BRADENTON, Fla. - A federal court will hear arguments beginning at 9 a.m. Central Time today over whether Jefferson County, Ala.'s financially troubled sewer system should be placed in receivership.
U.S. District Court Judge R. David Proctor has set aside several days for the proceedings to consider appointing a receiver for the system and its $3.2 billion of debt. Most of the debt is in troubled variable- and auction-rate mode for which soaring interest rates and accelerated payments have pushed the county to the brink of bankruptcy.
The county opposes receivership. However, "a receiver is the only way to resolve the [sewer] system's financial crisis," said a pre-hearing brief by the trustee for sewer debt bondholders Bank of New York Mellon, and Financial Guaranty Insurance Co. and Syncora Guarantee Inc.
FGIC and Syncora insure $1.7 billion and $1.1 billion of outstanding sewer warrants, respectively.
"Discovery revealed the county's egregious lack of action in failing to fix the system's financial condition, when the county knew for over five years the system was not generating enough revenue to pay its future debts," the insurers said in a legal memorandum filed Thursday.
Between 2002 and 2007, the county received at least five different reports informing commissioners that rates needed to be raised and revised to meet future debt service obligations, according to the insurers. "Yet, year after year, the county refused to implement these recommendations," they said.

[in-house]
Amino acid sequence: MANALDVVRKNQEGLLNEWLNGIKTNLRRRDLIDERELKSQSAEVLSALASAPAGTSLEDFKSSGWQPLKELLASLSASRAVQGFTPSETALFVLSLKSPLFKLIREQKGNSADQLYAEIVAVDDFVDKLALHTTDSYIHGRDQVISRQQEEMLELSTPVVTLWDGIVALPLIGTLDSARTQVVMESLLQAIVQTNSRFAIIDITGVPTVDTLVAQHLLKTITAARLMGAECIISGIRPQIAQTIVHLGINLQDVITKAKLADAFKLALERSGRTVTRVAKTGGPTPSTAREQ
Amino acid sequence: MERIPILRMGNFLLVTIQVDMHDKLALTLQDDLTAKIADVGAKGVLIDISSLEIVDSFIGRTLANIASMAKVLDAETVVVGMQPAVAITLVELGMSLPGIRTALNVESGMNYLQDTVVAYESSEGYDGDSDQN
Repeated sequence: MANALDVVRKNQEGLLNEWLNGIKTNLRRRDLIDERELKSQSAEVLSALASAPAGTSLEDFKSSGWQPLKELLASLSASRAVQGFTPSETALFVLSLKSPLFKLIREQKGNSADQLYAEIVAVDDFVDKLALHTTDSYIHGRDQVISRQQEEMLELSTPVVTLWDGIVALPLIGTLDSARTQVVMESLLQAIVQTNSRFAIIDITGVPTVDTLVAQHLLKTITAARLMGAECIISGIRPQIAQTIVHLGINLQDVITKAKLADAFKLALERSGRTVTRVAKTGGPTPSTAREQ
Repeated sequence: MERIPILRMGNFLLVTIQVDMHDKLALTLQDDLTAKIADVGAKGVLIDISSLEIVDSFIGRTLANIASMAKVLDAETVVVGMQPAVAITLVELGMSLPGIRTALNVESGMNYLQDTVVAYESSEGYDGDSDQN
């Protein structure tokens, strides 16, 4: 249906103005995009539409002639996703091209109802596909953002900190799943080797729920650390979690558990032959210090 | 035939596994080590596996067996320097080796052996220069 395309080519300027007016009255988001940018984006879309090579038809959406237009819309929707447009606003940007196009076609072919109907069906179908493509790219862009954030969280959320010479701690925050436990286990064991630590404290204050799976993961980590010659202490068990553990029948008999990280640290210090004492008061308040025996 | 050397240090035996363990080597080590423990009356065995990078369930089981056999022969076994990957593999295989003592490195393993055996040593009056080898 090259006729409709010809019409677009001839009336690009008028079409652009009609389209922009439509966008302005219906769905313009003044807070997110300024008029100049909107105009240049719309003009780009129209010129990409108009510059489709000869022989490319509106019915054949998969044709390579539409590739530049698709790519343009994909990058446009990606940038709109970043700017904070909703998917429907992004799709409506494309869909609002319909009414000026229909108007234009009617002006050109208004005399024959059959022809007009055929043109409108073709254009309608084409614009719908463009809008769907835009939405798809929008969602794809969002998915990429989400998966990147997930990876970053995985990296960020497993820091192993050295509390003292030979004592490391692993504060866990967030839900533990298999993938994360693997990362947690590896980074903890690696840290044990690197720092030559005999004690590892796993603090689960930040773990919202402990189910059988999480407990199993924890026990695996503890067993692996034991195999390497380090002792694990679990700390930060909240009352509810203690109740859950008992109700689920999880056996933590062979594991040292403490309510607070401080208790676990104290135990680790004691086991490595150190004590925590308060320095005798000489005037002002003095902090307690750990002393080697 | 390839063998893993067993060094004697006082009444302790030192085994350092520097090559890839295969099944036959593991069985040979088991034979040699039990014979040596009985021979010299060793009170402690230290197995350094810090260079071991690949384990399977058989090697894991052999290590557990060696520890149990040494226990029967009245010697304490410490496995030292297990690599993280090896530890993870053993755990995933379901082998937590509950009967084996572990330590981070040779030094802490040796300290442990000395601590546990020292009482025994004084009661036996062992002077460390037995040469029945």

A number of defaults have occurred and continue under the indenture as a result of Jefferson County's failure to make principal redemption payments due on bank warrants three times this year, the insurers claim. Syncora has made three payments toward the county's sewer debt service and now holds $87.4 million of bank warrants, court documents show.
The county said no default has occurred under the indenture and that it has hired a consultant to review the sewer system and "intends to make a good faith effort to comply with his recommendations," Jefferson's pre-hearing brief said.
Alabama Supreme Court rulings and a constitutional amendment give Jefferson County "the full power and authority to, among other things, set reasonable rates for sewer services, meaning that no power or authority over rates may be vested in a receiver," the county's brief said.
The county also contended that the receivership case has hindered talks by Gov. Bob Riley to strike a deal with creditors to restructure the sewer debt, saying: "This litigation has interfered with and delayed ongoing negotiations and political processes aimed at resolving broader financial concerns facing the county and its creditors."
Jefferson County also argued that a receiver should not be appointed until the court has a chance to hear the county's position on whether "the insurers' liability to the county offsets any liability of the county to plaintiffs."
Jefferson County has filed a counterclaim against FGIC and Syncora claiming they breached their contracts by failing to provide investment-grade insurance. Arguments on the counterclaim have not been scheduled.
In a related action last week, the insurers filed a motion requesting that newly elected county commissioner William Bell be added to the suit. Bell was sworn in last Wednesday. He replaced former commissioner George Bowman.